A Brief History of Seven Killings by Marlon James — New Review

Cover: bookshop.org

At some point, I must have read a review of A Brief History of Seven Killings which intrigued me enough to buy the book, but I no longer remember it. A brief look online didn’t provide much in the way of clues as to why I thought this would be enjoyable. The historical context of an assassination attempt on Bob Marley was completely unfamiliar, and the phrase ‘crack wars in New York City’ not exactly promising for an entertaining read.

When a father turn away from him son, he can’t act shock when the son don’t know him no more.

A Brief History of Seven Killings, Marlon James

Marlon James’ style feels intentional; each character has a different voice, using ‘the Singer’ instead of Bob Marley’s name elevates him to a mythic figure and the stream-of-consciousness changes to reflect the emotional and mental states of his characters. Unfortunately, going in with no prior knowledge of events combined with vast array of narrators and the overload of detail made it difficult to pick out which people and events would prove to be important. The narrative is hard work for an uninformed reader, especially the middle section where the chapters are long enough to feel exhausting.

A Brief History of Seven Killings is also, as is to be expected, incredibly violent. As well as the advertised assassination and drug wars, there’s a lot of background violence, both sexual and otherwise, which certainly didn’t lighten the emotional load any. The Gallows Pole was similarly violent, but A Brief History of Seven Killings had none of that poetic prose to ease the relentlessly miserable experience almost all of the characters were having.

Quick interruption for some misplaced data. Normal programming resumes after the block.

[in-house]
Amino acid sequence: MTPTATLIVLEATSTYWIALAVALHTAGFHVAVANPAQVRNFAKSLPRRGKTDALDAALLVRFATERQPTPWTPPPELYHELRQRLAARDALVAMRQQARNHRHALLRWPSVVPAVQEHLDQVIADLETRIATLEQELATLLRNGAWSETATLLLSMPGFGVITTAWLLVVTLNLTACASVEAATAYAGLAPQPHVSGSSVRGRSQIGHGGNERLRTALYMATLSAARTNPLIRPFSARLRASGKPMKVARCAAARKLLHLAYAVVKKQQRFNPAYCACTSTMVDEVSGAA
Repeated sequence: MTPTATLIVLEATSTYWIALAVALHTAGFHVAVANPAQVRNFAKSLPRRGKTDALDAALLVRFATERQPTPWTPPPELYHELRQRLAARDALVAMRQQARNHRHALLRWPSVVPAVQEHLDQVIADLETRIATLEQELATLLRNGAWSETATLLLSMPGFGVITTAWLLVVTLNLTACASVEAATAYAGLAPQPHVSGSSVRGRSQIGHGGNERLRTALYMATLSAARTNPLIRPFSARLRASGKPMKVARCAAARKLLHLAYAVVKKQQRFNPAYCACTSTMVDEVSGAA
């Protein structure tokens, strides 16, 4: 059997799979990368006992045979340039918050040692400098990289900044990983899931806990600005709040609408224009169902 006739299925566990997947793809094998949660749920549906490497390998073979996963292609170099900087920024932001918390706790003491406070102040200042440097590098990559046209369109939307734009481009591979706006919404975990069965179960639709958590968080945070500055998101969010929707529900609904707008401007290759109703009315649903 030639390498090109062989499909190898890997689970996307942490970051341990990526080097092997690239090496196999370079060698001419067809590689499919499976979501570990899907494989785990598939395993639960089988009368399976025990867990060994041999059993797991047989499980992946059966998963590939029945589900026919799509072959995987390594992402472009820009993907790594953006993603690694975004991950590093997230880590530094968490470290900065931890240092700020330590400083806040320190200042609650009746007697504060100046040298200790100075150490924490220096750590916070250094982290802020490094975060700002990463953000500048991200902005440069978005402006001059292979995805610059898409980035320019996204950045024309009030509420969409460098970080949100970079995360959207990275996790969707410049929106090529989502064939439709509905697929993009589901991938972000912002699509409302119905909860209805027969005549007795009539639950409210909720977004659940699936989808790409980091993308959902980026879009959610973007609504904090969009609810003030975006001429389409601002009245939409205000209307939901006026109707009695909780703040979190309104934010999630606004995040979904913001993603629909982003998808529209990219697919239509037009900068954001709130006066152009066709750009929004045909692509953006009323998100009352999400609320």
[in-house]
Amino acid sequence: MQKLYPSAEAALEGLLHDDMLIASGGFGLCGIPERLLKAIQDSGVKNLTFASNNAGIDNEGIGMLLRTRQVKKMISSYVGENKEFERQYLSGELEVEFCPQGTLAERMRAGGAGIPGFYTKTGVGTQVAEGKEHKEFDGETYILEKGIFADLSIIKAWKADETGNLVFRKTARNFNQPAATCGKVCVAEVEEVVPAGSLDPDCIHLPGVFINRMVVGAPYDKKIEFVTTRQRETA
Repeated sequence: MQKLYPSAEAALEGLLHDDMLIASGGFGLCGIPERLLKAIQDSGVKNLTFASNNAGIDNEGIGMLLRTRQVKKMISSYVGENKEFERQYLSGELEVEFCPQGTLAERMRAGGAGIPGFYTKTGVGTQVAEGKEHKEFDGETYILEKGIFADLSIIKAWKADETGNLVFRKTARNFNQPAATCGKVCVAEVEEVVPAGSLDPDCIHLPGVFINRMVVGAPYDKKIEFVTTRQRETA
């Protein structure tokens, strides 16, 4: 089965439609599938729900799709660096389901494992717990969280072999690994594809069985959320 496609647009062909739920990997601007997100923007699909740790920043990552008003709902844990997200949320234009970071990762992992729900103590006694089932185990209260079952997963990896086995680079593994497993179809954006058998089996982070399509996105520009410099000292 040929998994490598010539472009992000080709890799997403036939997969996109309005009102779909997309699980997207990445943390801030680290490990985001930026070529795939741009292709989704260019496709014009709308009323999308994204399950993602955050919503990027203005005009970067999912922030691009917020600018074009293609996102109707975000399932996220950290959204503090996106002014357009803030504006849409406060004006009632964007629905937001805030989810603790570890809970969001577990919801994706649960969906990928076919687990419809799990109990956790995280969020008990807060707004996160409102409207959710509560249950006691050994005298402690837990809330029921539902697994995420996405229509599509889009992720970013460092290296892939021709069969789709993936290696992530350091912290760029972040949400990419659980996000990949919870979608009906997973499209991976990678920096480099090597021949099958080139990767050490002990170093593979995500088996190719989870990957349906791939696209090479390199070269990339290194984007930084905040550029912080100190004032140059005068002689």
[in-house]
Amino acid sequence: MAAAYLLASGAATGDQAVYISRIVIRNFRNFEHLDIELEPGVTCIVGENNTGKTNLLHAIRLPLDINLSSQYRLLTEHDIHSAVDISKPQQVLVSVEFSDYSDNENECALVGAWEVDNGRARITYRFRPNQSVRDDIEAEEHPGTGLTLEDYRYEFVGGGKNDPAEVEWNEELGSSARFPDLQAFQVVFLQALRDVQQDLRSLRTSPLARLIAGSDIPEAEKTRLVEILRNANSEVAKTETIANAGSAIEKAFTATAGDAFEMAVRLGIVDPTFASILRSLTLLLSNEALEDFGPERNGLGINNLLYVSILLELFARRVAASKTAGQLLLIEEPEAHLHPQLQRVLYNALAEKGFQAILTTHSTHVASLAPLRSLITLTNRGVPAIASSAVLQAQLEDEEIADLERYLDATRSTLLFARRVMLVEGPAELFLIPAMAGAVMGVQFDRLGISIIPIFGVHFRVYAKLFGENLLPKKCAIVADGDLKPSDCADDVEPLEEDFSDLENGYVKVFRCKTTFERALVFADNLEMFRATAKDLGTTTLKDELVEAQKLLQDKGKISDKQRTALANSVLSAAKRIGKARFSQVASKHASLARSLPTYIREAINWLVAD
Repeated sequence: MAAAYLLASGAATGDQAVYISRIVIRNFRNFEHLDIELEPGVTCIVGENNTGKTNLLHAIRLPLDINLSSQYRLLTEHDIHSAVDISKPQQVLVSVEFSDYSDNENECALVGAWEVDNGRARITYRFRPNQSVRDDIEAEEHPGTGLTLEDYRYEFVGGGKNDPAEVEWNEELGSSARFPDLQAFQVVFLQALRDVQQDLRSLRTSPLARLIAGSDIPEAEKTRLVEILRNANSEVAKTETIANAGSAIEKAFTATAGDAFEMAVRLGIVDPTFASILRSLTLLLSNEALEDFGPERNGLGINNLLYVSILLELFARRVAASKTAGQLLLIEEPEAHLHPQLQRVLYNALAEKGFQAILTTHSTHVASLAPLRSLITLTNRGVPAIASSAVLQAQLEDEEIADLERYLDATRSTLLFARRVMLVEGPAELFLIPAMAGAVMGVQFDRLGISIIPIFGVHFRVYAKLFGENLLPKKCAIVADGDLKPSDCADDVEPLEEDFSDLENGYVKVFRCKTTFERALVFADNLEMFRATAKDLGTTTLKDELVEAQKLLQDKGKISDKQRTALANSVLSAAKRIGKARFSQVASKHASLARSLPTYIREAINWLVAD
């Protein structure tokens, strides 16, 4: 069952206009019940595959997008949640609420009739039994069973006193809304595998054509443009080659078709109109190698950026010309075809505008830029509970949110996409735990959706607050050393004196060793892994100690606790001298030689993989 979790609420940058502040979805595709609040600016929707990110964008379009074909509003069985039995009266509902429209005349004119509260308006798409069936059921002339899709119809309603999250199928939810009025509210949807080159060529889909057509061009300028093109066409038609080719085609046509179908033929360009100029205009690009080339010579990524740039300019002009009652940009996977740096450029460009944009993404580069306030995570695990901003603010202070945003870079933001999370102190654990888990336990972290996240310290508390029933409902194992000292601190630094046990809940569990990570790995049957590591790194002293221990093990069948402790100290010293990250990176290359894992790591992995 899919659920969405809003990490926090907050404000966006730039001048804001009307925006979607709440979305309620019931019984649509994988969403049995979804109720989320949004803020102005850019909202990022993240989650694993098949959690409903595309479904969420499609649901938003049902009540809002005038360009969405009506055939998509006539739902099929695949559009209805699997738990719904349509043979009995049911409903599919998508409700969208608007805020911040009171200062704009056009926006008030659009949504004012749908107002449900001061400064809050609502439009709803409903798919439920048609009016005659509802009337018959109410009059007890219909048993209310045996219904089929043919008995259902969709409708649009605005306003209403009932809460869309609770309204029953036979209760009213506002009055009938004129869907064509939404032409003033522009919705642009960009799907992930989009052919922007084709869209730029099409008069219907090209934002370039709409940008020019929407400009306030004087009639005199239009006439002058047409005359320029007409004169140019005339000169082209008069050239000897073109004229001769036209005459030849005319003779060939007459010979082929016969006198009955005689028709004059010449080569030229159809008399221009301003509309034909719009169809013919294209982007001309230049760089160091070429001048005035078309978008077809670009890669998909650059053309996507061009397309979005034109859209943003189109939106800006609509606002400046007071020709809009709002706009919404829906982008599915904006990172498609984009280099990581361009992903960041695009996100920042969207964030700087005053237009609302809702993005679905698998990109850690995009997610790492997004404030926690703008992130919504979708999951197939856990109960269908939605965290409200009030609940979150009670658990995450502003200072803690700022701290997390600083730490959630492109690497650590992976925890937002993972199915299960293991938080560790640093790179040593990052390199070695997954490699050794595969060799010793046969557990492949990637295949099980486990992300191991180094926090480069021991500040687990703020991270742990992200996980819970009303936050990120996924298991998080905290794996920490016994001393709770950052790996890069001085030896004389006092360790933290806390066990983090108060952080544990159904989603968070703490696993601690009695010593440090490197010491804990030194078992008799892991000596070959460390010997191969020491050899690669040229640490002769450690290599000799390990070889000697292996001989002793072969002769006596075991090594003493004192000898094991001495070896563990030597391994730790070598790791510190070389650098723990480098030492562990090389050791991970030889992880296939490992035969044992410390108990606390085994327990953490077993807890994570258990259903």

He’ll talk about it all the time but sideways like an Aesop fable, or a riddle and rhyme. He can shape and mold it and make it Greek, his word, not mine. I don’t know what the fuck he’s talking about with that Greek shit. But that don’t mean he want anybody to say it back to him. Something happen when somebody tell you something about yourself even if you already know.

A Brief History of Seven Killings, Marlon James

What Marlon James did well was ratchet up the tension, especially just prior to the assassination attempt, but also before other explosive events. Even with no knowledge of what was coming, it was obvious that something was about to go down, which was emotionally engaging.

A reader who picked up A Brief History of Seven Killings because the blurb or real-life history sounded intriguing would probably enjoy it, this book just wasn’t for me, and I blame that more on whatever I read that interested me in it more than I blame it on the book itself.

Rating: 1 out of 5.

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